Dexter's full name is Military Working Dog Dexter CO67, but he is now retired after service in Afghanistan. Dexter served for six years, during which time he detected a garbage truck filled with explosives and saved at least a thousand military personnel and civilians. After his tour, he was scheduled to be euthanized because of hip problems and the fact that military dogs are hard to place for adoption because of their aggressiveness. His handler, Kathleen Ellison, went to work to save Dexter through the organization Military Working Dog Adoptions. Veteran Danny Scheurer, who worked with dogs during his military service, agreed to adopt Dexter and bring him home to Spring Grove, Illinois. Dexter also became the first canine member of the American Legion when he was accepted as a full member by Fox Lake American Legion Post 703.

See also: 10 Stories of Lifesaving Dogs, 7 Heroic Dogs, 6 Utterly Loyal Dogs, and 6 Awesome Dogs with 6 Awesome Stories.

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iStock // Ekaterina Minaeva
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Man Buys Two Metric Tons of LEGO Bricks; Sorts Them Via Machine Learning
May 21, 2017
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iStock // Ekaterina Minaeva

Jacques Mattheij made a small, but awesome, mistake. He went on eBay one evening and bid on a bunch of bulk LEGO brick auctions, then went to sleep. Upon waking, he discovered that he was the high bidder on many, and was now the proud owner of two tons of LEGO bricks. (This is about 4400 pounds.) He wrote, "[L]esson 1: if you win almost all bids you are bidding too high."

Mattheij had noticed that bulk, unsorted bricks sell for something like €10/kilogram, whereas sets are roughly €40/kg and rare parts go for up to €100/kg. Much of the value of the bricks is in their sorting. If he could reduce the entropy of these bins of unsorted bricks, he could make a tidy profit. While many people do this work by hand, the problem is enormous—just the kind of challenge for a computer. Mattheij writes:

There are 38000+ shapes and there are 100+ possible shades of color (you can roughly tell how old someone is by asking them what lego colors they remember from their youth).

In the following months, Mattheij built a proof-of-concept sorting system using, of course, LEGO. He broke the problem down into a series of sub-problems (including "feeding LEGO reliably from a hopper is surprisingly hard," one of those facts of nature that will stymie even the best system design). After tinkering with the prototype at length, he expanded the system to a surprisingly complex system of conveyer belts (powered by a home treadmill), various pieces of cabinetry, and "copious quantities of crazy glue."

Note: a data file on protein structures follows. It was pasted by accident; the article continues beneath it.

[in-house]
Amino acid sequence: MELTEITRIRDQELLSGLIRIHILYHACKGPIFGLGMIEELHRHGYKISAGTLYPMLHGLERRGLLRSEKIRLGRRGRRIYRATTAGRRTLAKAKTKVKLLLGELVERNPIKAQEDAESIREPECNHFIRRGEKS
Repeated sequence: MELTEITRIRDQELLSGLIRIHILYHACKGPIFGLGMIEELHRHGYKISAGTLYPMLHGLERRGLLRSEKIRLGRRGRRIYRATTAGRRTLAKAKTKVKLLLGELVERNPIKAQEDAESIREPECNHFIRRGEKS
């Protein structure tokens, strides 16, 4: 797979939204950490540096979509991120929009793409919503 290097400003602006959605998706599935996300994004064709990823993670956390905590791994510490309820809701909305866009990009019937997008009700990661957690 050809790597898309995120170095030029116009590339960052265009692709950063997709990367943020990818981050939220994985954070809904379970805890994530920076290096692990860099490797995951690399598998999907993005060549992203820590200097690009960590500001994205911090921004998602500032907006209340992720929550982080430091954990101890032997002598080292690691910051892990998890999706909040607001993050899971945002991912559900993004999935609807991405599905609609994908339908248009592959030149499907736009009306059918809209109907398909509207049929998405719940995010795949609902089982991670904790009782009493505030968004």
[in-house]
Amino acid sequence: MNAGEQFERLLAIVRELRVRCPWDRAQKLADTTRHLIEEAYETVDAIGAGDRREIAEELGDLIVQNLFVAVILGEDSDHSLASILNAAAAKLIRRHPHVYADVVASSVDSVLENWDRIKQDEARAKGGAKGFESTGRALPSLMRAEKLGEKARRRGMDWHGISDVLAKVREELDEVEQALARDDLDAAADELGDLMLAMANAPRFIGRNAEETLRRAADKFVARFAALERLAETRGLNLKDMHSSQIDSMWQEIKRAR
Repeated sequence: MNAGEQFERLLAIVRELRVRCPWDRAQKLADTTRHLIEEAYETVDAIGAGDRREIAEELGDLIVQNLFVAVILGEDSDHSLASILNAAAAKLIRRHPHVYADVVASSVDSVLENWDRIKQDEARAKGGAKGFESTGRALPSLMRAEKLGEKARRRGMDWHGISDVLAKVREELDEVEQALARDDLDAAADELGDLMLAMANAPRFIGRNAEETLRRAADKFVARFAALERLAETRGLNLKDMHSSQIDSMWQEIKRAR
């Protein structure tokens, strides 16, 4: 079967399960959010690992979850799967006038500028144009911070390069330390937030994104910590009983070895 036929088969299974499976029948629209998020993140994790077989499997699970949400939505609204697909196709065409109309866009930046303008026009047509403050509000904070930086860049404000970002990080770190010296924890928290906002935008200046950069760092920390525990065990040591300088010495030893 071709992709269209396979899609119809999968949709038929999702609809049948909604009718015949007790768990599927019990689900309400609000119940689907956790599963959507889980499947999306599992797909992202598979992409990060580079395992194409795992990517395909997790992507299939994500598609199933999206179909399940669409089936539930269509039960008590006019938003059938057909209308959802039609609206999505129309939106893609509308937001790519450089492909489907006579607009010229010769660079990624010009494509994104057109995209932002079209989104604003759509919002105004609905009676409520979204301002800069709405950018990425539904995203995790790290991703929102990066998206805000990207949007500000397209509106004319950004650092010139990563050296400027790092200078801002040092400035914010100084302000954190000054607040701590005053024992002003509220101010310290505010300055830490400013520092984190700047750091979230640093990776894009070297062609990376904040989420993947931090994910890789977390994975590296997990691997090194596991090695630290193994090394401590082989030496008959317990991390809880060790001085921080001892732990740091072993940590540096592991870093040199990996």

Here's a video showing the current system running at low speed:

The key part of the system was running the bricks past a camera paired with a computer running a neural net-based image classifier. That allows the computer (when sufficiently trained on brick images) to recognize bricks and thus categorize them by color, shape, or other parameters. Remember that as bricks pass by, they can be in any orientation, can be dirty, can even be stuck to other pieces. So having a flexible software system is key to recognizing—in a fraction of a second—what a given brick is, in order to sort it out. When a match is found, a jet of compressed air pops the piece off the conveyer belt and into a waiting bin.

After much experimentation, Mattheij rewrote the software (several times in fact) to accomplish a variety of basic tasks. At its core, the system takes images from a webcam and feeds them to a neural network to do the classification. Of course, the neural net needs to be "trained" by showing it lots of images, and telling it what those images represent. Mattheij's breakthrough was allowing the machine to effectively train itself, with guidance: Running pieces through allows the system to take its own photos, make a guess, and build on that guess. As long as Mattheij corrects the incorrect guesses, he ends up with a decent (and self-reinforcing) corpus of training data. As the machine continues running, it can rack up more training, allowing it to recognize a broad variety of pieces on the fly.

Here's another video, focusing on how the pieces move on conveyer belts (running at slow speed so puny humans can follow). You can also see the air jets in action:

In an email interview, Mattheij told Mental Floss that the system currently sorts LEGO bricks into more than 50 categories. It can also be run in a color-sorting mode to bin the parts across 12 color groups. (Thus at present you'd likely do a two-pass sort on the bricks: once for shape, then a separate pass for color.) He continues to refine the system, with a focus on making its recognition abilities faster. At some point down the line, he plans to make the software portion open source. You're on your own as far as building conveyer belts, bins, and so forth.

Check out Mattheij's writeup in two parts for more information. It starts with an overview of the story, followed up with a deep dive on the software. He's also tweeting about the project (among other things). And if you look around a bit, you'll find bulk LEGO brick auctions online—it's definitely a thing!

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Name the Author Based on the Character
May 23, 2017